Full disclosure: I really only needed 20 seconds’ worth of footage to be fully convinced about Dawn of the Planet of the Apes.

Of all the potential blockbusters on tap for this summer’s movie season, it's the closest thing to a sure bet. All of its pieces are of the highest order. Firstly, it’s coming on the heels of 2011’s surprise hit Rise of the Planet of the Apes, that summer’s best big-screen spectacle and a film that I, for one, didn’t expect much from before it floored me with its lifelike ape effects, heavy emotion, and rich characterization. Most importantly, though, Rise’s open-ended and cleverly executed finale demanded a sequel, unlike most other fine Hollywood blockbusters that are driven into sequel ground for monetary reasons.

Also working in Dawn’s pre-release favor: the involvement of director Matt Reeves, whose previous films Cloverfield (2008) and Let Me In (2010) are two of the new millennium’s strongest genre efforts, namely the latter, which somehow bested its universally adored Swedish predecessor, Let the Right One In (2008). Then, there’s Dawn’s impressive cast, including Gary Oldman, Keri Russell, and best-actor-of-his-younger-generation Kodi Smit-McPhee, and, thankfully, no longer led by Rise’s distractingly miscast James Franco. This time, the hero’s played by the always reliable Jason Clarke, who killed it in Zero Dark Thirty and is about to become a big deal (he’s playing John Connor in the forthcoming Terminator reboot).

Yesterday, in Manhattan, Dawn’s backing studio, 20th Century Fox, reminded a few select journalists whom the film’s biggest asset is, though: Andy Serkis. He, of course, is the motion-capture king, back in action as the H.A.I.C. (Head Ape of Charge, obviously) “Caesar.” Thanks to Serkis' exceptional performance, Rise hit harder on a heart-tugging level than most movies not featuring any ape protagonists. The same way, I should note, Serkis' capture-suit rendering of the enormous titular gorilla in Peter Jackson's King Kong (2005) legitimately made me cry. (All that beast wanted to do was love Naomi Watts and do belly-flops on Central Park ice skating rinks, dammit!)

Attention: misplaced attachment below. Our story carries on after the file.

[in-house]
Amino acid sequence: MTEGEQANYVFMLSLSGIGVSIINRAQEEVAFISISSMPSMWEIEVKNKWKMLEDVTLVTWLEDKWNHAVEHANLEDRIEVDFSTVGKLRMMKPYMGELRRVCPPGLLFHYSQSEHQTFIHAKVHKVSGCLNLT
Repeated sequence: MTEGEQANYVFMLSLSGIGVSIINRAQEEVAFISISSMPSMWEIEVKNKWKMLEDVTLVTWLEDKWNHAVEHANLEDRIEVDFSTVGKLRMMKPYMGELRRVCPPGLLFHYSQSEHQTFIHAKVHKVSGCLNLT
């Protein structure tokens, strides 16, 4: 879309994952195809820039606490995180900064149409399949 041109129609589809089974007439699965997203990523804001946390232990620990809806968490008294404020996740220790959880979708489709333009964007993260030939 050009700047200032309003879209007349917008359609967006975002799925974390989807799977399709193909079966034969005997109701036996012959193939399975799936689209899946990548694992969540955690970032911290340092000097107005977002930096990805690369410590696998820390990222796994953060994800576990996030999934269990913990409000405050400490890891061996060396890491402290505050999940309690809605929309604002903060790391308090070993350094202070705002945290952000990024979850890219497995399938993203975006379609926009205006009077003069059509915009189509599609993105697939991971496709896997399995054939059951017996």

Before Fox’s nearly 20-minute Dawn preview, Serkis, who couldn’t make it in person (probably because he’s popping bottles with the rest of the new Star Wars cast overseas), introduced the footage in a taped video message. What he actually said echoed the sentiment of, “Thanks so much for being here, we’re really proud of what we’ve accomplished,” but he should've just said, “It’s about to be some shit!”

Because, indeed, it was. Comprised of five quick scenes, none of which were 100% finished (some of the apes haven’t been fully digitized yet) and all of which were shown in mere 2D, the Dawn sneak preview provided a strong sense of the film’s narrative without giving away any spoilers or money-shots. No, that reported James Franco cameo wasn't a part of it.

Nor, for that matter, was there much in the way of humor. Per everything seen so far, Dawn of the Planet of the Apes will be much, much darker than Rise. It's written all over Caesar's new war-painted face.

Then and now:

Gone are those cutesy bonding sessions between Franco and his lovable pet ape—now, there's a murderous primate (not Caesar, mind you) mowing down someone with a machine gun.

The sequel takes place 10 years after the events in Rise. America is now a desolate wasteland. The apes, still led by the empowered Caesar, live in the woods while the human survivors populate the rundown cities. In the apes’ domain, they’ve constructed their own homes and meeting places out of sticks and trees. They also communicate through primal grunts that are subtitled for us mere humans.